Notwithstanding all of this, the book’s too many flaws overshadow its few yet undeniable merits. After reading the last page, I couldn’t shake off the feeling that Mankell had crafted a far-fetched and sloppy story; one that before long lets the reader down.
A crime-story is essentially based on three crucial elements: the crime perpetrated, the villain who perpetrated that crime and the man/woman who solves the case at the end. A good crime novel is the result of the fine intricate web woven by the author around those three elements. Unfortunately in The Man Who Smiled Mankell weaves a web that is intricate but often careless and even, at times, rather amateurish.
The villain, Dr. Harderberg and his two scarecrows (the two shadows, as Wallender call them) are almost sketched silhouettes rather than complex evil characters. And worse, if we have to believe the premises that Mankell gives us, that is, that Harderberg is an exceptional intelligent and canny man who rose from poverty to mighty wealth on his own, and that those two shadows are professional mercenaries who have fought many wars in Africa, then it is impossible for us to swallow easily that this extraordinary entrepreneur and his omnipresent helpers are so hapless and careless when it comes to get rid of their enemies.
The story starts off with a murder that, somehow, is so well executed that the police is led to believe the death of Gustaf Torstensson resulted from a car accident. Then Wallander comes in and unearths important elements that cast a new light on the accident. It is perfectly understandable and believable that, given those new elements, Wallander reaches the conclusion that the lawyer was in fact killed, but the question the reader should ask is: how did such expert killers manage to make such a lousy job? In the 18th chapter,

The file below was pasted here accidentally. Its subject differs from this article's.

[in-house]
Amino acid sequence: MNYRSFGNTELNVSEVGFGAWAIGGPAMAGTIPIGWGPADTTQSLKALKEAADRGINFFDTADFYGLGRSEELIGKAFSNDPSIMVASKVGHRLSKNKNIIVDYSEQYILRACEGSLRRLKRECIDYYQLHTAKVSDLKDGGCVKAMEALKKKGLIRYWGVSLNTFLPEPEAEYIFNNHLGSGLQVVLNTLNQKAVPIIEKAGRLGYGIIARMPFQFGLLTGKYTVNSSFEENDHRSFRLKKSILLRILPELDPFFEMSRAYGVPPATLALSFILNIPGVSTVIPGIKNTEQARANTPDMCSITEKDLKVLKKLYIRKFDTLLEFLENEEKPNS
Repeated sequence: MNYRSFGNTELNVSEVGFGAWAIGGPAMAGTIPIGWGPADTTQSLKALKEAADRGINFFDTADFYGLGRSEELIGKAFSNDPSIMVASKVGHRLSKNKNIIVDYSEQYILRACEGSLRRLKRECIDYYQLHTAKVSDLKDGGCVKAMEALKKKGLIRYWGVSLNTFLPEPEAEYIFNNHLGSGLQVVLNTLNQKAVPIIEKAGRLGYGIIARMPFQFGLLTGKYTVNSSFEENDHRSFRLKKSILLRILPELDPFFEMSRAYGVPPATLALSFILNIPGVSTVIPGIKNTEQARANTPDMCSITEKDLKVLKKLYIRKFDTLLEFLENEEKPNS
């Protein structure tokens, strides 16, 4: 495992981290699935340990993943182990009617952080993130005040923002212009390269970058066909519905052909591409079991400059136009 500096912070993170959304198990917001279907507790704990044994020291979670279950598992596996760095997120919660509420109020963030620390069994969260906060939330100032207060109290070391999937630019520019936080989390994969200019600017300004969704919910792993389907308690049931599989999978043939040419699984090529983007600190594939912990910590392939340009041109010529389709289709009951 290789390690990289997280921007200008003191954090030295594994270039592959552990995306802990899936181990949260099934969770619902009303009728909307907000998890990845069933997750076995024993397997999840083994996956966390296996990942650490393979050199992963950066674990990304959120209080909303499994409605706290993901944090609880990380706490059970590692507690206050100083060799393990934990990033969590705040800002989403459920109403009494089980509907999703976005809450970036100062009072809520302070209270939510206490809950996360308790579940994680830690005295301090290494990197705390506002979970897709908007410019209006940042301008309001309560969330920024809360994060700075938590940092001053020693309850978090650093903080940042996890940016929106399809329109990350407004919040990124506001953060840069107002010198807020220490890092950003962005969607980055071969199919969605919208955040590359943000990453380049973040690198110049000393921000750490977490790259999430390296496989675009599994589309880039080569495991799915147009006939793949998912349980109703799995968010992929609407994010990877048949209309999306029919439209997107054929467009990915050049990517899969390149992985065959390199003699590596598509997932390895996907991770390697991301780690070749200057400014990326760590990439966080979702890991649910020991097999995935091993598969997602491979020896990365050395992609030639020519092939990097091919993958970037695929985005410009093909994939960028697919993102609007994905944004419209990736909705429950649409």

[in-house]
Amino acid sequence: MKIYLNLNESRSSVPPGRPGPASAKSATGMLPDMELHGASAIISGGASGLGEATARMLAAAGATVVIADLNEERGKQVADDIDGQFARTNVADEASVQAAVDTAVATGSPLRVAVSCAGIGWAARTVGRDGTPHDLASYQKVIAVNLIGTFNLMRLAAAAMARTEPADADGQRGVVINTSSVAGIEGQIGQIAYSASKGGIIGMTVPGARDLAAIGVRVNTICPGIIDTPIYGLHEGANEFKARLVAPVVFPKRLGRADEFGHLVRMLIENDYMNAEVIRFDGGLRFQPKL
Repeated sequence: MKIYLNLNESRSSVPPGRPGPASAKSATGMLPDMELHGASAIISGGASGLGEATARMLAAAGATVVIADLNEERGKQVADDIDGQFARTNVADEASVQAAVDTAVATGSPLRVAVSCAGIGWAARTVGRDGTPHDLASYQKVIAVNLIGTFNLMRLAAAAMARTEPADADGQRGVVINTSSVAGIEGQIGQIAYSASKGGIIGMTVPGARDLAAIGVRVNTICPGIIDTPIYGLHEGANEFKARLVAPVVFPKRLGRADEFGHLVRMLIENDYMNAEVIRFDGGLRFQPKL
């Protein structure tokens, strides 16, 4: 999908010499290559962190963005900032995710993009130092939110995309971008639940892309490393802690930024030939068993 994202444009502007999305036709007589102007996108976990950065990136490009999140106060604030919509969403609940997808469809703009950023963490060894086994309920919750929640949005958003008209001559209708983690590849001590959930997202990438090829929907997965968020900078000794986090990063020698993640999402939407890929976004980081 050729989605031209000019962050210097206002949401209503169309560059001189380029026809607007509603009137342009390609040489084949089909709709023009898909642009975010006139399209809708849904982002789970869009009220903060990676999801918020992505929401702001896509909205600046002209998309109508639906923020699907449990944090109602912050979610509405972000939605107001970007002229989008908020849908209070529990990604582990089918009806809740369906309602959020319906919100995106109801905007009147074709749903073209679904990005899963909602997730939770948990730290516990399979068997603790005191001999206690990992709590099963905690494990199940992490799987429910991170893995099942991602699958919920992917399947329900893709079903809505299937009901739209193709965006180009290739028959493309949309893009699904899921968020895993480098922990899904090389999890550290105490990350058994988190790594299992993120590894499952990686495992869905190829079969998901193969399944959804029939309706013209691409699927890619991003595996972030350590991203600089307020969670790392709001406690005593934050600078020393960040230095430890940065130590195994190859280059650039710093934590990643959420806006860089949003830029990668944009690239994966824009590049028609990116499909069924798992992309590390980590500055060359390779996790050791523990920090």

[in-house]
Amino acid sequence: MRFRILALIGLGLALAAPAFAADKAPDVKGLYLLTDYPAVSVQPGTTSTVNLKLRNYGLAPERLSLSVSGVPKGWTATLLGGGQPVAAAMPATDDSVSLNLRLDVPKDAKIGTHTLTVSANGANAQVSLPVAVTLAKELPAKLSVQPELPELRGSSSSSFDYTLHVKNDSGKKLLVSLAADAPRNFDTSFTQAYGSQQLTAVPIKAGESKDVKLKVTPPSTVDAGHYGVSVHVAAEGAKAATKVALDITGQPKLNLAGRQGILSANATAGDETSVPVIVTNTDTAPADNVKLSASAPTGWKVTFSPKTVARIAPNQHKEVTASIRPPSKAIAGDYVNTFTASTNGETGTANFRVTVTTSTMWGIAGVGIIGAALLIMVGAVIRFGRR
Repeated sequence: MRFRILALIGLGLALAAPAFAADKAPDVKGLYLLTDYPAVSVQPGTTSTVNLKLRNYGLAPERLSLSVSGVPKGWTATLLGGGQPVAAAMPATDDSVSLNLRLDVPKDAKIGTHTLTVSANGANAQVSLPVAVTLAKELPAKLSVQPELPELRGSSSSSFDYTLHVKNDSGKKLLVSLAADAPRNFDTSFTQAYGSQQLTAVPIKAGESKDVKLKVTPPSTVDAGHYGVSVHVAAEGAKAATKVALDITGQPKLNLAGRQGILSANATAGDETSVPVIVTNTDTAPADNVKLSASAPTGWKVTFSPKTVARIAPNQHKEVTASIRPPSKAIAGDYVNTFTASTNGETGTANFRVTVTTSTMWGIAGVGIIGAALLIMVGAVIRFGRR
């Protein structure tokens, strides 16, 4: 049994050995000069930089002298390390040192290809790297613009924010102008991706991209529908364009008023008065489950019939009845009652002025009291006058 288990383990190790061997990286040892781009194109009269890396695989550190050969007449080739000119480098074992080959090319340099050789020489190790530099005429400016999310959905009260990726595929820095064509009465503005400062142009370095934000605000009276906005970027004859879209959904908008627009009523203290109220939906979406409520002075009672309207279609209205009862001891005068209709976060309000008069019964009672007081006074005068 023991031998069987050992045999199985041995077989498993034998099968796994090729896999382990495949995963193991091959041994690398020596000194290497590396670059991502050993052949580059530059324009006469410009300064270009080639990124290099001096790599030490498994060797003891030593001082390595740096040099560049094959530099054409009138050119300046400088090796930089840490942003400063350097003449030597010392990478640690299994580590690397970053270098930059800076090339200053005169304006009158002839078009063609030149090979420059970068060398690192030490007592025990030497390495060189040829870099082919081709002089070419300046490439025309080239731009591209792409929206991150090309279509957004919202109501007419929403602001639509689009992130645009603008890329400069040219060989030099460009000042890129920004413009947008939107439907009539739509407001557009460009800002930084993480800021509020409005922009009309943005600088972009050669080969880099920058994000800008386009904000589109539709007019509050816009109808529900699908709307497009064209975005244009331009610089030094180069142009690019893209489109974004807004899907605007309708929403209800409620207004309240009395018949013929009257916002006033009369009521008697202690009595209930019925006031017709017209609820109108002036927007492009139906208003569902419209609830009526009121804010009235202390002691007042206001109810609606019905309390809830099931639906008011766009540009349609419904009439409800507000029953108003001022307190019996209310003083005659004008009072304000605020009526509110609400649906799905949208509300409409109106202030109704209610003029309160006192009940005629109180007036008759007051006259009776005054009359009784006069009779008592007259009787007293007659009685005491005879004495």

Harderberg seems to share the readers’ doubts. Why leave pieces of evidence (two!) in the trunk of the car? I cannot really go into the details without revealing too much of the plot (it’d be unfair to those who wish to read the book), however the same amateurish sloppiness can be traced throughout the book’s crucial events.
Nothing however surpasses the sloppiness that Mankells shows in the climax chapter. The behaviour of both Harderberg and his two lackeys is way beyond the limits of foolishness. Why on earth a powerful man such Harderberg should panic knowing, as the reader knows, that Wallander’s case is, at best, littered with circumstantial evidences, but nothing else. A person in the position of Harderberg, rather than acting like a child caught with his hands in the cookies jar, should show more coolness.
The final act of the confrontation between Harderberg and Wallander is even more disappointing and far-fetched: Mankell concocts such an ending with a series of action-thriller clichés that one is tempted to think this is a Jason Bourne or Ethan Hunt’s story rather than a Kurt Wallander’s mystery. What a pity!
Although the story is overall far-fetched and sloppy, the book is, however, readable and at times enjoyable, perhaps during a hot summer day, but then it is easily forgettable.